There’s a saying that a tiger doesn’t lose its stripes and for the most part, James stayed true to his shady character. But thanks to the sensitive script of two women namely Daisy Cayanan and Marionne Dominque Mancol as well as the guidance of Director Theodore "Ted" Boborol, it turns out that James is not totally devoid of redeeming qualities, after all.

While Ronnie is still a work-in-progress, the way he gradually transformed from a selfish prick to a nearly selfless martyr is quite a sight to behold. While there might be some need to suspend some disbelief given what we saw in his character in Vince & Kath & James, what makes the transformation work is the equally impressive portrayal of Loisa Andalio as Pat.

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Aside from dealing with an ex that she’s obviously not totally over with, Loisa’s Pat is saddled with other personal baggage. Aside from caring for a grandfather with Alzheimer’s disease (Bodjie Pascua), Pat is dealing with her mother (Isay Alvarez) who abandoned her in the past and is now trying to come back into their lives.

It is not hard to imagine why a douche guy like James could relate to her woes or even why Ronnie and Loisa became a real-life couple. Pat’s emotional breakdown in the film’s climactic third act gives us a glimpse of Loisa’s range as an actress.

On the flipside, her Pat also possesses more than enough charming qualities to set any troubled guy on the right path. We won’t be surprised if Loisa gets more challenging assignments from hereon.

Awra Briguela as Pat’s cousin slash BFF and Bobby Andrews as Dave’s politician father also turn in fine performances in supporting roles.

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As Dave, Donny Pangilinan is essentially playing the James part in the first part—the popular guy, at least in that beach town, who’s used to getting what he wants. The son of Anthony Pangilinan and Maricel Laxa, Donny obviously has a strong screen presence but seems miscast in such a role.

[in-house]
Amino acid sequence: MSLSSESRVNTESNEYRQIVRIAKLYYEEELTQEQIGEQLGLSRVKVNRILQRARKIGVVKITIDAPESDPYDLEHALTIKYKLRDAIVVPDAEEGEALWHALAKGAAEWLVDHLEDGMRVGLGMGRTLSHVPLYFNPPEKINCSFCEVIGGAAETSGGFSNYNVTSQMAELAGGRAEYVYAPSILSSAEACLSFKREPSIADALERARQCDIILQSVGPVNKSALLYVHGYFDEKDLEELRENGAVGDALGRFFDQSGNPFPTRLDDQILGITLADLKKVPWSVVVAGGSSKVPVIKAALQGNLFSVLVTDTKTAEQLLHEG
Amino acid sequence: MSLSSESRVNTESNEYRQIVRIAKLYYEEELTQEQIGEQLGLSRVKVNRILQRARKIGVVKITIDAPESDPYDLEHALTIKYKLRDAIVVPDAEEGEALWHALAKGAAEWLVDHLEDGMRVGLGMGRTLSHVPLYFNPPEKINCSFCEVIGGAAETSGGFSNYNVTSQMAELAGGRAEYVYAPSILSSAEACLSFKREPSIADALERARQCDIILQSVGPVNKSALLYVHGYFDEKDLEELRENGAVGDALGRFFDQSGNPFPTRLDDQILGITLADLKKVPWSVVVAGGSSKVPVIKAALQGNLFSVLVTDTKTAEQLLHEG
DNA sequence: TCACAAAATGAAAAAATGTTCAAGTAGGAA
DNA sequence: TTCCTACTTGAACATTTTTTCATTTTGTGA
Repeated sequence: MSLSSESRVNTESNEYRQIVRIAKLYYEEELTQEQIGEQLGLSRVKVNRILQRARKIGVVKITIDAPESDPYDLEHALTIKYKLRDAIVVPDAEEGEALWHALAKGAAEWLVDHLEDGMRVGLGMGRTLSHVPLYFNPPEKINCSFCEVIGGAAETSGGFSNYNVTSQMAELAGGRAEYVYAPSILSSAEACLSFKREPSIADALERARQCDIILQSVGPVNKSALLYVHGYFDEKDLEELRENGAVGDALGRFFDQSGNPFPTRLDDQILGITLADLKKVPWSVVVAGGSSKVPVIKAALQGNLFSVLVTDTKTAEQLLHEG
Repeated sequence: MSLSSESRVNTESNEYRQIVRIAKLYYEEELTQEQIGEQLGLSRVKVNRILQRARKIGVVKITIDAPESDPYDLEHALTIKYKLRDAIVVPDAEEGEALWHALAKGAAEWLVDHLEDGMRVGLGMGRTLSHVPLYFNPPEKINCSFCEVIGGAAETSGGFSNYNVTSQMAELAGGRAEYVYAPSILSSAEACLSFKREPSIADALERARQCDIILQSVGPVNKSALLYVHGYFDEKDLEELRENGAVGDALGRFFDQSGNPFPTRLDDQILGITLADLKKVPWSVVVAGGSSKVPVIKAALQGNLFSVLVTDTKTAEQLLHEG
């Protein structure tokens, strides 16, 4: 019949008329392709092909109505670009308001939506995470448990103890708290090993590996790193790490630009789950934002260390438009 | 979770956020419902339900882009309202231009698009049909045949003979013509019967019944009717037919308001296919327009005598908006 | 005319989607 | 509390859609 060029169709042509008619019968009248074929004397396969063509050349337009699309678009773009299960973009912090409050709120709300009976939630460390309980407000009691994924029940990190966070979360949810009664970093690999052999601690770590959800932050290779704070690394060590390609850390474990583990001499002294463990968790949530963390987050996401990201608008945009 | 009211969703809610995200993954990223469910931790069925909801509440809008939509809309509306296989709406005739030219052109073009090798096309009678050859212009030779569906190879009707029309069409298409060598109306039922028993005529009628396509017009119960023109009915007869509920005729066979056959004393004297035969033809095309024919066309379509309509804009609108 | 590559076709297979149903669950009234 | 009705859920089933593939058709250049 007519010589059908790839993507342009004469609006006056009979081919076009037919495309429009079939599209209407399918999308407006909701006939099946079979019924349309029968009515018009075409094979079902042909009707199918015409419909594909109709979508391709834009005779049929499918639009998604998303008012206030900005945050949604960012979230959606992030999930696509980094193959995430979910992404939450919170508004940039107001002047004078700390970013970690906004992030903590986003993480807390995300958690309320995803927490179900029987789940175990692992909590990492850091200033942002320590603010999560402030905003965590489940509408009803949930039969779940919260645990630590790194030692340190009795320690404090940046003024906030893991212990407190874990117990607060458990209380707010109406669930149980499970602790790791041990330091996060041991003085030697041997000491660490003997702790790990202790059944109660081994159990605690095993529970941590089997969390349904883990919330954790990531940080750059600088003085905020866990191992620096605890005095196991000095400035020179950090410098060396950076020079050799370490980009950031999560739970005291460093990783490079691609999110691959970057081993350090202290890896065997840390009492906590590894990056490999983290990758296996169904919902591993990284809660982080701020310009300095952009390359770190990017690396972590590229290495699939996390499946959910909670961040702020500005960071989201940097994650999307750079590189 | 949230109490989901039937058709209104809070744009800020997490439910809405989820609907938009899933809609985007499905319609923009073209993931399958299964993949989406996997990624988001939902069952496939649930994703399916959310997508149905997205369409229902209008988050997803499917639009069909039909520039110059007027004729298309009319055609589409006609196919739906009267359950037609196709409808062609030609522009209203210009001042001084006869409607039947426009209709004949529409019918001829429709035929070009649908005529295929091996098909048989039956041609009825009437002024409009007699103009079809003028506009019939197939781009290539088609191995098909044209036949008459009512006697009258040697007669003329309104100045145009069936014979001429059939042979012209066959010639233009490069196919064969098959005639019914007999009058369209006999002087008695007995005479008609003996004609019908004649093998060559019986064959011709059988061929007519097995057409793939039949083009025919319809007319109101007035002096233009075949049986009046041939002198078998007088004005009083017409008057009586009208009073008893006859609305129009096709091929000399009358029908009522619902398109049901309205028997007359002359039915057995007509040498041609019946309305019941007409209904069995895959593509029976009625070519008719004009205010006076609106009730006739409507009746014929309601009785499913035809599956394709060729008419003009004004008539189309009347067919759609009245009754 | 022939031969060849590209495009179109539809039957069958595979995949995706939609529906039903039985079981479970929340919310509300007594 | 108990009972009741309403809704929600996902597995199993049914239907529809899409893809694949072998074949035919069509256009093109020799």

Speaking Tagalog like Sam Milby, Donny also has that boy-next-door demeanor so he doesn’t come off as totally convincing as the film’s supposed bad guy. He does have the expressive eyes of his folks so we can still see him thrive given the right project.

Myrtle Sarrosa is also somewhat wasted in the role of Pat’s co-worker and ambitious rival in the resort. While Myrtle was able to show off the form that made her a Ginebra calendar girl not too long ago, she could have made the love triangle between James & Pat & Dave a little more interesting if her character was further developed.

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Direk Ted delivers another winning rom-com with a worthy sequel that puts an engaging spin on the best things about its predecessor and punctuated it with strong performances by Loisa Andalio and Ronnie Alonte and further spiced up by a not so surprising cameo in the final act.

The inclusion of Zephanie’s new version of Gloc-9’s monster hit, “Simpleng Tao” as a recurring theme song is also a nice touch and keeps the film grounded, quite literally.

Ed's Note: The "PEP Review" section carries the views of individual reviewers, and does not necessarily reflect the views of the PEP editorial team.